"You canker blossom!" 3 Shakespearean Insults
c.1300, from Old French descente "descent, descendance, lineage," formed from descendre (see descend) on analogy of French nouns such as attente from attendre "to expect," vente "sale" from vendre "to sell," pente "slope" from pendre "to hang" (the etymological English word from Latin would be *descence).
Figurative use is from late 14c. Meaning "action of descending," also "a downward slope" is from 1590s. Meaning "act of descending from an ancestor" is from mid-14c. Evolutionary sense is from 1859 in Darwin, though there are uses which suggest essentially the same thing going back to 1630s.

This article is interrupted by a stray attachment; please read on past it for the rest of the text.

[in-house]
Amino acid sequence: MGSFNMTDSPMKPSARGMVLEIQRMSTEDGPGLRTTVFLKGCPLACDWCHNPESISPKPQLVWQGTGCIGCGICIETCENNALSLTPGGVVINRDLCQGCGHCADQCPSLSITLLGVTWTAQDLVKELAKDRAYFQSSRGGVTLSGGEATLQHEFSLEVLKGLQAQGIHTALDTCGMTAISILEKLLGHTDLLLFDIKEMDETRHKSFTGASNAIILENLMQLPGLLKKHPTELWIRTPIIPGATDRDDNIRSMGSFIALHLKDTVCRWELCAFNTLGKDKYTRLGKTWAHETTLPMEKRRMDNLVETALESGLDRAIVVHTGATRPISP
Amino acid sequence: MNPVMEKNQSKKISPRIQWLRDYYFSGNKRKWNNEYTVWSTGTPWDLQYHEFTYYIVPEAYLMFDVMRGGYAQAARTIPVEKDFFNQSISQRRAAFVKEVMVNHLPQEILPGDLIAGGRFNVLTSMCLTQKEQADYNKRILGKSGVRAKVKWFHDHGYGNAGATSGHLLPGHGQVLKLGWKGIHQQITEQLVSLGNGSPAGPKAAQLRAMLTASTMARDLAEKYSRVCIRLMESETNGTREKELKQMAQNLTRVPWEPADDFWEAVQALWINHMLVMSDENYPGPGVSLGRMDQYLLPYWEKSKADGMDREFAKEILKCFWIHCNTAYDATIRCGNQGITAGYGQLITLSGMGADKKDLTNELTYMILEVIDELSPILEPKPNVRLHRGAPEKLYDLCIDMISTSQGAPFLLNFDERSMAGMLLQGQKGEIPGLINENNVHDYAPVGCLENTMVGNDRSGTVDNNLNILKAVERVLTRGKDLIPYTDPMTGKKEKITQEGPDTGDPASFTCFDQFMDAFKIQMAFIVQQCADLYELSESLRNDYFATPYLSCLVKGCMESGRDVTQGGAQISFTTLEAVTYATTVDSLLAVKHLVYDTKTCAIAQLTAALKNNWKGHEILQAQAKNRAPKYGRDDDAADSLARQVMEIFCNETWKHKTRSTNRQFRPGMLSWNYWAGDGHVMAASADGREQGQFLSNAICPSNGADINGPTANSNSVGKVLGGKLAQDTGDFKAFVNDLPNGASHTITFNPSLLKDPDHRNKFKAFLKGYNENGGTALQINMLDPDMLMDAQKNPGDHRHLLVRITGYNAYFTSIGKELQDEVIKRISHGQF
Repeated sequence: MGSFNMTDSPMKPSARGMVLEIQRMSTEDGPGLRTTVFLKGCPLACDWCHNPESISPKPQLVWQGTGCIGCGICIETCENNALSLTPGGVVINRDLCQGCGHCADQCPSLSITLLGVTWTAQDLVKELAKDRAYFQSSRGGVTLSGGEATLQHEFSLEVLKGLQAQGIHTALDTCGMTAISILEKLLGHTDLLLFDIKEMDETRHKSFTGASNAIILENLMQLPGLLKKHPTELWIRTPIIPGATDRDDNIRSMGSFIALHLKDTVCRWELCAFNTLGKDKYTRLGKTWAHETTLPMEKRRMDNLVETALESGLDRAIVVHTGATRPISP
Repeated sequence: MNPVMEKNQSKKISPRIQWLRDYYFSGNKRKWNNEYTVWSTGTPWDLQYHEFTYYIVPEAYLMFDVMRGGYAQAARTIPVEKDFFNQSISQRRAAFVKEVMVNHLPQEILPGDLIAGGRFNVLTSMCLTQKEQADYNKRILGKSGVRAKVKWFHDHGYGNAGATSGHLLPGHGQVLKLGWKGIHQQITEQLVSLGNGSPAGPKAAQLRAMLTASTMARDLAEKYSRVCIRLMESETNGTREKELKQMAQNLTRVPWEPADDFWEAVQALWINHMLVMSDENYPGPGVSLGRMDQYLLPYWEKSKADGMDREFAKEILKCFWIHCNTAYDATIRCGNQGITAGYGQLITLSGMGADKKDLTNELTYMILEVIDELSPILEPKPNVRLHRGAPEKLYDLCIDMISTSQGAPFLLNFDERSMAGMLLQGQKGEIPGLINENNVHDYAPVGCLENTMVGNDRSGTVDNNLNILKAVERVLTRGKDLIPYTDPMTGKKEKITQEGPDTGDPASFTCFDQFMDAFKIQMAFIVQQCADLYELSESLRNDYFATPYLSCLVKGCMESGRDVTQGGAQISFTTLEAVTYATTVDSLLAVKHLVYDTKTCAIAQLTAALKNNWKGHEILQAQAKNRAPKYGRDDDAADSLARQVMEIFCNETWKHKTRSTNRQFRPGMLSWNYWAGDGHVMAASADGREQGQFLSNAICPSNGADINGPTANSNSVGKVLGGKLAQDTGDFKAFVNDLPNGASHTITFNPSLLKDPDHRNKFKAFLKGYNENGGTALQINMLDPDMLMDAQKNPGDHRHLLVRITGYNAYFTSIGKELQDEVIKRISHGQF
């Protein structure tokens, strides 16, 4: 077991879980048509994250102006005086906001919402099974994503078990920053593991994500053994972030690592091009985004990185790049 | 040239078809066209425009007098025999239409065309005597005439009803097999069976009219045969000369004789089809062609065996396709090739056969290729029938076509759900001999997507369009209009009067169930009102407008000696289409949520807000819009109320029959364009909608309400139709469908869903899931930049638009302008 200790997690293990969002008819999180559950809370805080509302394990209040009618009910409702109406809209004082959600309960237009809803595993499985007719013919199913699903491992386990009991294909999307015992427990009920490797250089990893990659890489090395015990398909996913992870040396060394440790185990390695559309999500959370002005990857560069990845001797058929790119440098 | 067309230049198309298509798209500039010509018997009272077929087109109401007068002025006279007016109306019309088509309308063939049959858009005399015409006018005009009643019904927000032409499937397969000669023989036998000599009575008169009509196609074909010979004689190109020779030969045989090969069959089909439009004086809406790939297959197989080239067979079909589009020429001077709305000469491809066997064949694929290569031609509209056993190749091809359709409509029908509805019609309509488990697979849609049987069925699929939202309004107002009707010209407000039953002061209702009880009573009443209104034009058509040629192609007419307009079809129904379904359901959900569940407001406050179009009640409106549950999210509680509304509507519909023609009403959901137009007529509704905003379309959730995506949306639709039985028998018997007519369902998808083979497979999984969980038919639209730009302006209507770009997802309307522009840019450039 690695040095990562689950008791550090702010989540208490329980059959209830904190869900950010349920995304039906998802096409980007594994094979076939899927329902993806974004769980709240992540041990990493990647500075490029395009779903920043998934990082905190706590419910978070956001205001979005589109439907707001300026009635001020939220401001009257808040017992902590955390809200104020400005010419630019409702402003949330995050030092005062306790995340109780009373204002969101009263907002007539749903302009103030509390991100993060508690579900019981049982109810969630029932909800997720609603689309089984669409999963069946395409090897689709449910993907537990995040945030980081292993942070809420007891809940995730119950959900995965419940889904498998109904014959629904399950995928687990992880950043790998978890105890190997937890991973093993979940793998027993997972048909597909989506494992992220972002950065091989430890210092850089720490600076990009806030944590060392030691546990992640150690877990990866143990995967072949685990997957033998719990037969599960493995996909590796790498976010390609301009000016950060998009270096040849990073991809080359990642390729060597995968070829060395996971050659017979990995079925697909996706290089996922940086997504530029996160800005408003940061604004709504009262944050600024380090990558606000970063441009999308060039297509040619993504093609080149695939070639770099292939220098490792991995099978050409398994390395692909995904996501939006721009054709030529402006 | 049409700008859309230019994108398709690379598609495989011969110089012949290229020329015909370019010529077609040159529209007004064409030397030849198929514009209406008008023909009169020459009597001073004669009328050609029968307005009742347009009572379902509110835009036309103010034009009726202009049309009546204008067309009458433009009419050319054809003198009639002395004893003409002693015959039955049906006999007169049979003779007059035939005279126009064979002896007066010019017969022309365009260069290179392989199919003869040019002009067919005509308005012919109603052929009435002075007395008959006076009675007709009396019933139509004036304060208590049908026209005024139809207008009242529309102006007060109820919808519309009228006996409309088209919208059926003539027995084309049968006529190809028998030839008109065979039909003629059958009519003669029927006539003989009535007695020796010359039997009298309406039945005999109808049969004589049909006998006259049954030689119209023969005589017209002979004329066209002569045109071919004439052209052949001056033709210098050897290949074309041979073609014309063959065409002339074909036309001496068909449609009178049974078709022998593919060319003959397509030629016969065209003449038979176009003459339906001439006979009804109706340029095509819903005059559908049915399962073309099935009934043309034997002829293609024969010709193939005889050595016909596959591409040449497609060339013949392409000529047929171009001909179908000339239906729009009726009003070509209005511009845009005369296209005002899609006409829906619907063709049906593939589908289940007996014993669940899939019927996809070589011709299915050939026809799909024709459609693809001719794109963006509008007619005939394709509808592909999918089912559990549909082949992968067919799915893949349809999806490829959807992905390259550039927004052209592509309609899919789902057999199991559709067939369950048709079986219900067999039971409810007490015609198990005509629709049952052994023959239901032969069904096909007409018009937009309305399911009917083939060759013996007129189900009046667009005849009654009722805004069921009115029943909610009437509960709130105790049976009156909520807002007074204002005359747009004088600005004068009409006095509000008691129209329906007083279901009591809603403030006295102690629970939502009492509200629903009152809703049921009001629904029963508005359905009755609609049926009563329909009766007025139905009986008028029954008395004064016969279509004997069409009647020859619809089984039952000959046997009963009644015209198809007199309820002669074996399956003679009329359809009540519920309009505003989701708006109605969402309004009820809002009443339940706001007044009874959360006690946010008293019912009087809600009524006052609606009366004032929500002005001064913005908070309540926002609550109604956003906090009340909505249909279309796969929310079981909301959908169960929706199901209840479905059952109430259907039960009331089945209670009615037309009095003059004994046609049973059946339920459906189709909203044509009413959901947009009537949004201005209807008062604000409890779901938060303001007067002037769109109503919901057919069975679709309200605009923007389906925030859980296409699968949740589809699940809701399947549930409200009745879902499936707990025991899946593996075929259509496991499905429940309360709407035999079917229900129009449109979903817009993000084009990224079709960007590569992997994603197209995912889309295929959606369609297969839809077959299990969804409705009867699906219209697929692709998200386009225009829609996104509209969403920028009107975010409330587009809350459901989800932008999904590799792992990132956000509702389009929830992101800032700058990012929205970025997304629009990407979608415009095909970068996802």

descent de·scent (dĭ-sěnt')
The process of descending or falling down from a higher position.
The passage of the presenting part of the fetus into and through the birth canal.